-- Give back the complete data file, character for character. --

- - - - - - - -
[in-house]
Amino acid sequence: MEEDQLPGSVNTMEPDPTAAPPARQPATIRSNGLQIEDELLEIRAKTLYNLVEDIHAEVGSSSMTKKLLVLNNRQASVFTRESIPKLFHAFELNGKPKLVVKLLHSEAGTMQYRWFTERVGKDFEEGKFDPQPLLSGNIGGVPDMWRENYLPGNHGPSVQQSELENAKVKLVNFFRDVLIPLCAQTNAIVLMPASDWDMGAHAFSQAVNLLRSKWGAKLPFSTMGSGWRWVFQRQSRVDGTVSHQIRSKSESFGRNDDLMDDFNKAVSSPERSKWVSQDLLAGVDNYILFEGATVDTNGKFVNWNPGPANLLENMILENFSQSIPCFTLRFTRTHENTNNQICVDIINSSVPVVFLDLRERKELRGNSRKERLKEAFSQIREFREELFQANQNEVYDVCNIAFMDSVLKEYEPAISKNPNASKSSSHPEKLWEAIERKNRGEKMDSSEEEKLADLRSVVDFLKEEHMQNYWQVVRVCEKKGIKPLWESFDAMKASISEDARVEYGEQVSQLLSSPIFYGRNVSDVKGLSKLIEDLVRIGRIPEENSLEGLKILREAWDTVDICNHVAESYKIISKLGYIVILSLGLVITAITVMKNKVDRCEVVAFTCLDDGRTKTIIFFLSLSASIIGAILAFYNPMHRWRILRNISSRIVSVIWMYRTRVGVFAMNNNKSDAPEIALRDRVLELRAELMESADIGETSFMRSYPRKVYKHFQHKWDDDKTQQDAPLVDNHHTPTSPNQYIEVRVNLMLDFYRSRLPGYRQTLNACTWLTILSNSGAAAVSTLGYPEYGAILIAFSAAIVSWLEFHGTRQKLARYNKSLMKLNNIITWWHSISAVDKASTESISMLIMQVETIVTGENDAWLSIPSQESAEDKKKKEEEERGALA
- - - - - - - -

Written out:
[in-house]
Amino acid sequence: MEEDQLPGSVNTMEPDPTAAPPARQPATIRSNGLQIEDELLEIRAKTLYNLVEDIHAEVGSSSMTKKLLVLNNRQASVFTRESIPKLFHAFELNGKPKLVVKLLHSEAGTMQYRWFTERVGKDFEEGKFDPQPLLSGNIGGVPDMWRENYLPGNHGPSVQQSELENAKVKLVNFFRDVLIPLCAQTNAIVLMPASDWDMGAHAFSQAVNLLRSKWGAKLPFSTMGSGWRWVFQRQSRVDGTVSHQIRSKSESFGRNDDLMDDFNKAVSSPERSKWVSQDLLAGVDNYILFEGATVDTNGKFVNWNPGPANLLENMILENFSQSIPCFTLRFTRTHENTNNQICVDIINSSVPVVFLDLRERKELRGNSRKERLKEAFSQIREFREELFQANQNEVYDVCNIAFMDSVLKEYEPAISKNPNASKSSSHPEKLWEAIERKNRGEKMDSSEEEKLADLRSVVDFLKEEHMQNYWQVVRVCEKKGIKPLWESFDAMKASISEDARVEYGEQVSQLLSSPIFYGRNVSDVKGLSKLIEDLVRIGRIPEENSLEGLKILREAWDTVDICNHVAESYKIISKLGYIVILSLGLVITAITVMKNKVDRCEVVAFTCLDDGRTKTIIFFLSLSASIIGAILAFYNPMHRWRILRNISSRIVSVIWMYRTRVGVFAMNNNKSDAPEIALRDRVLELRAELMESADIGETSFMRSYPRKVYKHFQHKWDDDKTQQDAPLVDNHHTPTSPNQYIEVRVNLMLDFYRSRLPGYRQTLNACTWLTILSNSGAAAVSTLGYPEYGAILIAFSAAIVSWLEFHGTRQKLARYNKSLMKLNNIITWWHSISAVDKASTESISMLIMQVETIVTGENDAWLSIPSQESAEDKKKKEEEERGALA